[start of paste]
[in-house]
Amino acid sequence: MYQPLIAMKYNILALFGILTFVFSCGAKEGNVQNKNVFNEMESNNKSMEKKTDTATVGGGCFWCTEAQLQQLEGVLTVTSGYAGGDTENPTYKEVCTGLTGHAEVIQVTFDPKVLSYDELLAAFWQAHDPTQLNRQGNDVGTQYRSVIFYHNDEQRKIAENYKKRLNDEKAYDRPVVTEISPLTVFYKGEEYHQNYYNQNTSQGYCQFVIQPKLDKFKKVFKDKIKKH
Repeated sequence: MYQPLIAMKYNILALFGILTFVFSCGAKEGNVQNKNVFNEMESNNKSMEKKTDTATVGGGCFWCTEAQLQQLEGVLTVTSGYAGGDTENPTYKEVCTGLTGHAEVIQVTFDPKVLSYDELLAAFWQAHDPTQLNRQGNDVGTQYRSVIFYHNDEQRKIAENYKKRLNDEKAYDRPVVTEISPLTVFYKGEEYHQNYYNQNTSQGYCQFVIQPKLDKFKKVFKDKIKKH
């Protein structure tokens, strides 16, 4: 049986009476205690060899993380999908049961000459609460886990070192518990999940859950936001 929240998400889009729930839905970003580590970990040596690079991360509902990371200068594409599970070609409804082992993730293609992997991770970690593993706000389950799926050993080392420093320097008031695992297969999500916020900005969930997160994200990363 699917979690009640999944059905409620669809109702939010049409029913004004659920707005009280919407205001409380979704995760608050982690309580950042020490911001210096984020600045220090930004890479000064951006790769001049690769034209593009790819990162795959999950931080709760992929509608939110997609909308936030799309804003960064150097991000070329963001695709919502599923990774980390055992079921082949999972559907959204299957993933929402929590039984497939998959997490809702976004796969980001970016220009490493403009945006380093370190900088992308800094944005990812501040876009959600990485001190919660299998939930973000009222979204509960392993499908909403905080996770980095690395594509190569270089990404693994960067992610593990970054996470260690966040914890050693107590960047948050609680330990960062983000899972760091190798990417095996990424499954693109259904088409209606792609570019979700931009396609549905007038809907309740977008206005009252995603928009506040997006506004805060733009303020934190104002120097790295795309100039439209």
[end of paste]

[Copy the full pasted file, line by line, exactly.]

[in-house]
Amino acid sequence: MYQPLIAMKYNILALFGILTFVFSCGAKEGNVQNKNVFNEMESNNKSMEKKTDTATVGGGCFWCTEAQLQQLEGVLTVTSGYAGGDTENPTYKEVCTGLTGHAEVIQVTFDPKVLSYDELLAAFWQAHDPTQLNRQGNDVGTQYRSVIFYHNDEQRKIAENYKKRLNDEKAYDRPVVTEISPLTVFYKGEEYHQNYYNQNTSQGYCQFVIQPKLDKFKKVFKDKIKKH
Repeated sequence: MYQPLIAMKYNILALFGILTFVFSCGAKEGNVQNKNVFNEMESNNKSMEKKTDTATVGGGCFWCTEAQLQQLEGVLTVTSGYAGGDTENPTYKEVCTGLTGHAEVIQVTFDPKVLSYDELLAAFWQAHDPTQLNRQGNDVGTQYRSVIFYHNDEQRKIAENYKKRLNDEKAYDRPVVTEISPLTVFYKGEEYHQNYYNQNTSQGYCQFVIQPKLDKFKKVFKDKIKKH
């Protein structure tokens, strides 16, 4: 049986009476205690060899993380999908049961000459609460886990070192518990999940859950936001 929240998400889009729930839905970003580590970990040596690079991360509902990371200068594409599970070609409804082992993730293609992997991770970690593993706000389950799926050993080392420093320097008031695992297969999500916020900005969930997160994200990363 699917979690009640999944059905409620669809109702939010049409029913004004659920707005009280919407205001409380979704995760608050982690309580950042020490911001210096984020600045220090930004890479000064951006790769001049690769034209593009790819990162795959999950931080709760992929509608939110997609909308936030799309804003960064150097991000070329963001695709919502599923990774980390055992079921082949999972559907959204299957993933929402929590039984497939998959997490809702976004796969980001970016220009490493403009945006380093370190900088992308800094944005990812501040876009959600990485001190919660299998939930973000009222979204509960392993499908909403905080996770980095690395594509190569270089990404693994960067992610593990970054996470260690966040914890050693107590960047948050609680330990960062983000899972760091190798990417095996990424499954693109259904088409209606792609570019979700931009396609549905007038809907309740977008206005009252995603928009506040997006506004805060733009303020934190104002120097790295795309100039439209």